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Chase Maier
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I've been wondering for a while when TigerDirect will realize it's advertising department doesn't understand how to use the term "BLACK FRIDAY!"
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I am officially scared of DomainPeople. I have a client with a single domain name registered with them that I needed access to and there were some issues with the password recovery feature on their site. I call them on the phone so they can send out a password reset email to the administrative contact listed on the whois record and this is part of the conversation:

Me: "I need to get access to an account. I have a Username & Password from 2006 that doesn't seem to work on the current system to login."
Them: "What domain is this for?"
Me: {Gave them domain}
Them: "Okay, it looks like that one was moved over to a new system that you can't access from our homepage. I can send out a password reset email to the administrative contact on the whois record for this domain."
Me: "Okay, lets do that."
Them: "To do that, I'll need the last three letters of your current password."
Me: "Umm... if I had that why would I be calling you? I have the last three letters of the password I have from an email in 2006."
Them: "Sure, whats that?"
Me: {Read off the last three letters of a random upper+lowercase string of chars from the email}
Them: "No, that is not right at all."
Me: "Okay, I sort of expected that. What now?"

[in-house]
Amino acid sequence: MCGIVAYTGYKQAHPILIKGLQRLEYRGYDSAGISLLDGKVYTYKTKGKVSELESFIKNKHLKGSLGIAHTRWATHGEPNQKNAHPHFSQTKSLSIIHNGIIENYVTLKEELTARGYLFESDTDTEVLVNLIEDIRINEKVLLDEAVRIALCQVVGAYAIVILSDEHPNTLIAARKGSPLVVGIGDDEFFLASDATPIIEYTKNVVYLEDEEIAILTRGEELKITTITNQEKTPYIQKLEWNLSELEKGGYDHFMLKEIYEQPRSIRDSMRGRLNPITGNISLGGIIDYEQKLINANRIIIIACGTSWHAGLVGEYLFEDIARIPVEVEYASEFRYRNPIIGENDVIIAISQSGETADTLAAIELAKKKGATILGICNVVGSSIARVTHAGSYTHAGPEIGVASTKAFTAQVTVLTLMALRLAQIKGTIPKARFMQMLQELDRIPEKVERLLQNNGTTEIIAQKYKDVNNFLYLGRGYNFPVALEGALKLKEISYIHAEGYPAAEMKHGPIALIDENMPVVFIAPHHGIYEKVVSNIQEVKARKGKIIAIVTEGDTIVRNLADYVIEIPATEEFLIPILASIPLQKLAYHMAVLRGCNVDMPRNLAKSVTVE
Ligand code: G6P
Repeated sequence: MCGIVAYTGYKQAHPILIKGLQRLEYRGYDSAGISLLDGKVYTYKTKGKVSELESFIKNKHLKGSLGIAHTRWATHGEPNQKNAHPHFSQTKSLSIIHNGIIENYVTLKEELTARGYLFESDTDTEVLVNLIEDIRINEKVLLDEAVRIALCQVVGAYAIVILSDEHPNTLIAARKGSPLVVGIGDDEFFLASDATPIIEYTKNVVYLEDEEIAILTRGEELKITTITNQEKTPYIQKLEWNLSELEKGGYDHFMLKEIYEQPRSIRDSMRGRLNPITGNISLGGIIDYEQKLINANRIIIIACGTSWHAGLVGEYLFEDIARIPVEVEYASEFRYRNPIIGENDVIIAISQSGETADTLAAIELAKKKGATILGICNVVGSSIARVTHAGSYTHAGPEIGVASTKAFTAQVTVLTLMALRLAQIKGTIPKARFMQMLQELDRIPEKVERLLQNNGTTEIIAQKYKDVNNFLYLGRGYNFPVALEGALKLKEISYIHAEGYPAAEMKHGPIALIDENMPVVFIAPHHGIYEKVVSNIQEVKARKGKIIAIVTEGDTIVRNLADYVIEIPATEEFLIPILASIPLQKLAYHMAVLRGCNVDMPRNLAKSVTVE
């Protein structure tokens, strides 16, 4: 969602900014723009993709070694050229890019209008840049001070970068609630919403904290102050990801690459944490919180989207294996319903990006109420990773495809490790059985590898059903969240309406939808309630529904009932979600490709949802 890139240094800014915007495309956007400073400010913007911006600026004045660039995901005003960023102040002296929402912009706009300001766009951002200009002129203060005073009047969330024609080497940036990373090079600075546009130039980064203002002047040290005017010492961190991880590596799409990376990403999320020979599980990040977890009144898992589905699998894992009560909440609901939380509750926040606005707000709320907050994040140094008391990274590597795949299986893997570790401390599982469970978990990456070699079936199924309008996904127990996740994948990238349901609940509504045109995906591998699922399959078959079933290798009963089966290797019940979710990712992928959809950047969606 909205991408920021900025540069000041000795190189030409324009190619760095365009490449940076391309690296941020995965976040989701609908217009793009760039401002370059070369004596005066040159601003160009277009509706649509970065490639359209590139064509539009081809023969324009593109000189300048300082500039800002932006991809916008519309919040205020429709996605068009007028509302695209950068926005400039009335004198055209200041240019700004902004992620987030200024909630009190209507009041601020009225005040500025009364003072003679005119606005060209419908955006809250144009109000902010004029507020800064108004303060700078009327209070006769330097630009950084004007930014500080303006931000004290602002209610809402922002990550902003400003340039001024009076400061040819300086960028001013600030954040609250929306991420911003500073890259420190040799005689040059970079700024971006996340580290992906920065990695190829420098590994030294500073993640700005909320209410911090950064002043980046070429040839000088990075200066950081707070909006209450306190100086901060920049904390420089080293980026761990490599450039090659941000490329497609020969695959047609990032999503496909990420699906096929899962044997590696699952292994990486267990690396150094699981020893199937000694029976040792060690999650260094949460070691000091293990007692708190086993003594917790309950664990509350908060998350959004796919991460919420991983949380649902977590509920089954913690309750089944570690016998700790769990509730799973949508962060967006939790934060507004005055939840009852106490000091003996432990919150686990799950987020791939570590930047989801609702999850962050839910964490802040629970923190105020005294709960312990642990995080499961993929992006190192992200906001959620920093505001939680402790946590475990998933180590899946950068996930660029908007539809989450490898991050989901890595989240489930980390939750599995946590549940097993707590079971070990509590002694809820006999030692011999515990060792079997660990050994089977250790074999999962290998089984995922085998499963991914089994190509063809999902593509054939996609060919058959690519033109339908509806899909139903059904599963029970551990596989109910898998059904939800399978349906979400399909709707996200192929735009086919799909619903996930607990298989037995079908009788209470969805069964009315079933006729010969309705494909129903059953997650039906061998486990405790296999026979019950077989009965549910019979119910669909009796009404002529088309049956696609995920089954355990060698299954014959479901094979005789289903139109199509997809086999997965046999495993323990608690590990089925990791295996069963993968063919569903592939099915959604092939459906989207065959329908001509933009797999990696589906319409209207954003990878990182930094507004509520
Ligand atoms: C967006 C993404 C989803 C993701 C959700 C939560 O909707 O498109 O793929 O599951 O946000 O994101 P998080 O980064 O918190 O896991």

Them: "The current password starts with an 'm', is all lower case, and is a word you'd find in a dictionary. It is definitely something that a human entered. Does that help?"
Me: "No, not really..."

... after about 10 min more I got him to send out the email with the password reset link. But WTF is with the "hey, tell me part of your password" and "hey, i know your password in plain-text"? It is amazing that people still do this sort of stuff.
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I find this highly entertaining. Now everyone's hashed passwords in their databases are wrong and they can't just patch the library silently since then people won't be able to log in once the bug is fixed as their password would no longer hashes to the same value as when the bug was present.

"A longstanding bug that was recently found in the crypt_blowfish password hashing library highlights the problems that can occur when a bug is found in a widely used low-level library."
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